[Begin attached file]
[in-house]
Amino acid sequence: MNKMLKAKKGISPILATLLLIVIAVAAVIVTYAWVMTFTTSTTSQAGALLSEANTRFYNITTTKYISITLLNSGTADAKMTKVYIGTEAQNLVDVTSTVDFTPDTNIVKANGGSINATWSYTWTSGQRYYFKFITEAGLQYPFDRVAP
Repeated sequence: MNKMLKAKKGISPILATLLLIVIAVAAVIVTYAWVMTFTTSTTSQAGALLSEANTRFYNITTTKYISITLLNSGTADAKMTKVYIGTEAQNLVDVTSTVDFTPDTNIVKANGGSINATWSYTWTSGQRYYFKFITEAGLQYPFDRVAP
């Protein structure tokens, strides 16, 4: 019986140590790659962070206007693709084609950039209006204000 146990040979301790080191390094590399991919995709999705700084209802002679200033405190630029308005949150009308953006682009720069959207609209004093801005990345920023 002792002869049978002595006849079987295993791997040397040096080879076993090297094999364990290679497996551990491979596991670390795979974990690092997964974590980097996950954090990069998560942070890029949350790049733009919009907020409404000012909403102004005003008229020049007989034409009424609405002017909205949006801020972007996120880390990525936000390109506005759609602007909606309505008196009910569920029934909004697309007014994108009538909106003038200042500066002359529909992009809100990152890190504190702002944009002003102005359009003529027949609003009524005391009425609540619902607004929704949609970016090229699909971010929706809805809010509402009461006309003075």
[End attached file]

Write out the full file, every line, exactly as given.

[in-house]
Amino acid sequence: MNKMLKAKKGISPILATLLLIVIAVAAVIVTYAWVMTFTTSTTSQAGALLSEANTRFYNITTTKYISITLLNSGTADAKMTKVYIGTEAQNLVDVTSTVDFTPDTNIVKANGGSINATWSYTWTSGQRYYFKFITEAGLQYPFDRVAP
Repeated sequence: MNKMLKAKKGISPILATLLLIVIAVAAVIVTYAWVMTFTTSTTSQAGALLSEANTRFYNITTTKYISITLLNSGTADAKMTKVYIGTEAQNLVDVTSTVDFTPDTNIVKANGGSINATWSYTWTSGQRYYFKFITEAGLQYPFDRVAP
């Protein structure tokens, strides 16, 4: 019986140590790659962070206007693709084609950039209006204000 146990040979301790080191390094590399991919995709999705700084209802002679200033405190630029308005949150009308953006682009720069959207609209004093801005990345920023 002792002869049978002595006849079987295993791997040397040096080879076993090297094999364990290679497996551990491979596991670390795979974990690092997964974590980097996950954090990069998560942070890029949350790049733009919009907020409404000012909403102004005003008229020049007989034409009424609405002017909205949006801020972007996120880390990525936000390109506005759609602007909606309505008196009910569920029934909004697309007014994108009538909106003038200042500066002359529909992009809100990152890190504190702002944009002003102005359009003529027949609003009524005391009425609540619902607004929704949609970016090229699909971010929706809805809010509402009461006309003075």